Listening to music and using LSD aren't so different after all

Listening to music and using LSD aren't so different after all

MusicApril 20, 2018 By Brian Frederick

Imagine for a moment you're out with friends, huddled around a campfire deep inside a wooded area where WiFi has yet to breach. You’re playing “remember that time” hours deep into conversation when a wook named Darren pulls out his rusty Transformers lunchbox. It has pipes, pills, mushrooms and an old Visine bottle full of LSD ready to go.

You down a few drops with a blueberry-ginger-kombucha-back and suddenly alt-J’s “Hunger of the Pine” has never sounded so profound. 

With a growing interest in psychedelics (and a more potent “fuck off” attitude from smart people vying to research their properties with or without permission) has come a better understanding not only of the substances themselves, but of how the human brain works to decode the information coming into them like the steady boom-boom-baps of popular songs.

Much to the government’s dismay, those same smart people are quickly figuring out the potential of mind-altering substances is far more beneficial to society than most would ever admit. And acid, it turns out, interacts with the brain much like music does, “harmonizing” it. Or simply, altering the way the brain processes information. 

The two of them together. Well, welcome to the new era.

Last month, a new study published in the journal “Scientific Reports” explored how LSD could relieve symptoms of depression and PTSD. What one team found through the experiment was that music and LSD work in similar ways. They both reconstruct the way the subconscious builds perception, synchronizing neural networks and essentially putting minds at ease. This is why things appear so much more awe-inspiring on drugs than sober.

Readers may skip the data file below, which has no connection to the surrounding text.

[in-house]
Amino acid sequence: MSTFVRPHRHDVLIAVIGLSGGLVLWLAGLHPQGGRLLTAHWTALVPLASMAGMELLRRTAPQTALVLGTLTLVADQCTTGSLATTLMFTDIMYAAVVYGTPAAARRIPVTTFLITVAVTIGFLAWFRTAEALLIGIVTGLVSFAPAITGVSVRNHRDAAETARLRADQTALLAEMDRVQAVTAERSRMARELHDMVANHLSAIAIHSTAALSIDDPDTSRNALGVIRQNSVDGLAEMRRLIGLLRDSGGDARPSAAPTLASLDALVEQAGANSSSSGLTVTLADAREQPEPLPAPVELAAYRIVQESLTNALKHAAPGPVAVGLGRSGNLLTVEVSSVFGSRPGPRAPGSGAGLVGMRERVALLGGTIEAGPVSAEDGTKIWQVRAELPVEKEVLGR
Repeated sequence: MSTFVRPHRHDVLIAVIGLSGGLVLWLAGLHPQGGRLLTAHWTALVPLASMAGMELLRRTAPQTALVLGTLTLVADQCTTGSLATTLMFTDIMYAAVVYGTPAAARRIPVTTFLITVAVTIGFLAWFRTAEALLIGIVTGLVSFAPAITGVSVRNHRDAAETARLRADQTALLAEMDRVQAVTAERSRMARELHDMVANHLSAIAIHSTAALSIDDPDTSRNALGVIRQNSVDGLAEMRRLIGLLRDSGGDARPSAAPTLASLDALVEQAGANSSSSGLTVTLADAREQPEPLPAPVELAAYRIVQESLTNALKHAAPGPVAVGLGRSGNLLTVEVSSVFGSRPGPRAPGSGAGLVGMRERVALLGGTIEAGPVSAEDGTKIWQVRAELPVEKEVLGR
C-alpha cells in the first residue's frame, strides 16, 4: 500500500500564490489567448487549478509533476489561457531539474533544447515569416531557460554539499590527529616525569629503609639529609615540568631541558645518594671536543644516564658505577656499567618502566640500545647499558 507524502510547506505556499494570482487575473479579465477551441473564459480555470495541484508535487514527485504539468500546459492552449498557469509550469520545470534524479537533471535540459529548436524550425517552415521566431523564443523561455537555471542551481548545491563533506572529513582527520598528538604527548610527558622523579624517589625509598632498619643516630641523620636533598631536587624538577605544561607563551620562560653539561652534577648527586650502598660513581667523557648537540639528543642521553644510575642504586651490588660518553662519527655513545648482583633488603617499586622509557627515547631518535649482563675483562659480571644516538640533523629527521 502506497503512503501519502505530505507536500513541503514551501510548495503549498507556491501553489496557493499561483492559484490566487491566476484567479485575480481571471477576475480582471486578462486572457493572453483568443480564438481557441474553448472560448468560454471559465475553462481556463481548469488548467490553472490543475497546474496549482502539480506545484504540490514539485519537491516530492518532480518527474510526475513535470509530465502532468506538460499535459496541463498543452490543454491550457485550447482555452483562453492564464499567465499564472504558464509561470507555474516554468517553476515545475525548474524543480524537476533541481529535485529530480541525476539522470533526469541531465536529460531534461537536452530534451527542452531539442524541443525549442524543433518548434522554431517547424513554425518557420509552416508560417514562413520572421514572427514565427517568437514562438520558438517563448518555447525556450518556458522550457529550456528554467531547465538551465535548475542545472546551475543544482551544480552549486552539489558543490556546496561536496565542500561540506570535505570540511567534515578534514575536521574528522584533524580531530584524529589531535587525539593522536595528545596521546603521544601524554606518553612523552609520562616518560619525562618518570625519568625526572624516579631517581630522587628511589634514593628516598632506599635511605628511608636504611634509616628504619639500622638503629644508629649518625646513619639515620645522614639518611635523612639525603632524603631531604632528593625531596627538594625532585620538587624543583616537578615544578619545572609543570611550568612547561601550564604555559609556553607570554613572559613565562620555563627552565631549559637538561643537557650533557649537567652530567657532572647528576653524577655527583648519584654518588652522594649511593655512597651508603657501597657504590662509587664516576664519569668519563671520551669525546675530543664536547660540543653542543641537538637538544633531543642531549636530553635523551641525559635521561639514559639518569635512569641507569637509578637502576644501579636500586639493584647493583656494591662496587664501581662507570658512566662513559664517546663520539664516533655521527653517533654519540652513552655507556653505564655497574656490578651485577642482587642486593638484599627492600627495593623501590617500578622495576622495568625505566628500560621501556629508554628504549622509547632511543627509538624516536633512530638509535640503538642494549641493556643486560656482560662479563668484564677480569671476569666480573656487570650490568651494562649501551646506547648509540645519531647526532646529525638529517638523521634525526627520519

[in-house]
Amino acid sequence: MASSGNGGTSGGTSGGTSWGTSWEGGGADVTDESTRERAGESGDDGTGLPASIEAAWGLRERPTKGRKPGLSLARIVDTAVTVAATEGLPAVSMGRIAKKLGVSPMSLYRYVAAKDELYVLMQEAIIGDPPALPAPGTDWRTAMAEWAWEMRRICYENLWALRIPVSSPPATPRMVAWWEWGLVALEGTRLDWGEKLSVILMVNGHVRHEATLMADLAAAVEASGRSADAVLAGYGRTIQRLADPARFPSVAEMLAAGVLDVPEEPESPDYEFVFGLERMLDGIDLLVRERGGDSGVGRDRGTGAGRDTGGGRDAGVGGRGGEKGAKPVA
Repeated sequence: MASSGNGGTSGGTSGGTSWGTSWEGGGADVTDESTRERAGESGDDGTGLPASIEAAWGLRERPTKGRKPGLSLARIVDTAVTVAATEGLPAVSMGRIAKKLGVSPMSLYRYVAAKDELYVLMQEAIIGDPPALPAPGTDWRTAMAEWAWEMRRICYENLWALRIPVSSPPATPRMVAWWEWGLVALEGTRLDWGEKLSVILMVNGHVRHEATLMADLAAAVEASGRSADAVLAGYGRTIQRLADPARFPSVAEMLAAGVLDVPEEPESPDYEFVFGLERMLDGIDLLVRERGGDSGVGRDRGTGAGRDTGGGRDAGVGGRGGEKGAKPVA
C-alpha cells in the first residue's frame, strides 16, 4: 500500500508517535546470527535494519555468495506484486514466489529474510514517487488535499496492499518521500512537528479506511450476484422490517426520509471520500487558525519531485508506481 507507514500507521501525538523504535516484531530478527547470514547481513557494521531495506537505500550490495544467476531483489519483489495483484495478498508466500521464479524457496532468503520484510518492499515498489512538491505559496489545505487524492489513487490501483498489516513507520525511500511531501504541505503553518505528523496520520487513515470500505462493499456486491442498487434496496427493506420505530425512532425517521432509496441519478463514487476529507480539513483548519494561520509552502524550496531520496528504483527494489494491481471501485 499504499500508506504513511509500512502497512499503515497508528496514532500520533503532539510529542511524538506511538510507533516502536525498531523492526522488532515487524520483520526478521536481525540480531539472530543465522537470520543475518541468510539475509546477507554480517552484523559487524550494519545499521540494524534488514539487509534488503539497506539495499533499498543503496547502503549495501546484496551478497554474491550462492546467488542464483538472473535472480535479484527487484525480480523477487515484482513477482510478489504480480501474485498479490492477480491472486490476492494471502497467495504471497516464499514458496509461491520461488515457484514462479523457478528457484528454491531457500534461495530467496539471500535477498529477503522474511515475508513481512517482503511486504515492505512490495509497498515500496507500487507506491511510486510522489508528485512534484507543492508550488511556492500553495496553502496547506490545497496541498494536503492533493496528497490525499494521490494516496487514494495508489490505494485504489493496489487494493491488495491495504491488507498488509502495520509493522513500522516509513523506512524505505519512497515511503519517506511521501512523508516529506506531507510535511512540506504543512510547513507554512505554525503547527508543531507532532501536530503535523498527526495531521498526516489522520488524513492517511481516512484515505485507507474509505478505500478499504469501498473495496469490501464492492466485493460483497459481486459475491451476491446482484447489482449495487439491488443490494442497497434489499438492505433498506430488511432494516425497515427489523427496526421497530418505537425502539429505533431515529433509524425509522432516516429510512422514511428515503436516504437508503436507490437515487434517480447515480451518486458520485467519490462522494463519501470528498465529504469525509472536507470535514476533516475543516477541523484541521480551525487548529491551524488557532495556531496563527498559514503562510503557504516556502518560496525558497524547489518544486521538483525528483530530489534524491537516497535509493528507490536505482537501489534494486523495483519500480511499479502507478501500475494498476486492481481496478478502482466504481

Combining the two, LSD and music, is like a one-two roundhouse for those suffering from PTSD. The research suggests that rewiring the brain this way, by combining music and drug therapy, will be a permanent cure for those afflicted. 

“These brain changes during music listening and LSD may (hypothetically) be the mechanism by which psychedelic drugs can be therapeutic,” study co-author Frederick Barrett told PsyPost. “Also, these brain changes may uncover the underlying way that our brain makes meaning, with or without music and psychedelic drugs.”

On the flipside, a separate 2017 study from McGill University found similar results in people who take painkillers. But unlike with expansion drugs such as cannabis and LSD, things like opioids and common Advil block certain endorphin receptors, thereby making music less enjoyable even if it was a favorite song growing up.

“The anecdotes — the impressions our participants shared with us after the experiment — were fascinating,” said Adiel Mallik, a PhD and first author of the study. “One said: ‘I know this is my favorite song but it doesn’t feel like it usually does.’ Another: ‘It sounds pretty, but it’s not doing anything for me.’”

It might not be such a coincidence after all the opioid generation has little to offer by way of creative output. Pit the greatest hits of the first psychedelic revolution in the ‘60s against a Spotify playlist of today’s lean and Xanny enthusiasts and the difference is noticeably clear. Auditory wonderment and lyrical proficiency are nowhere to be found. 

Switch on, switch off — depending on the type of substances you’re taking. Synapses, they don’t lie.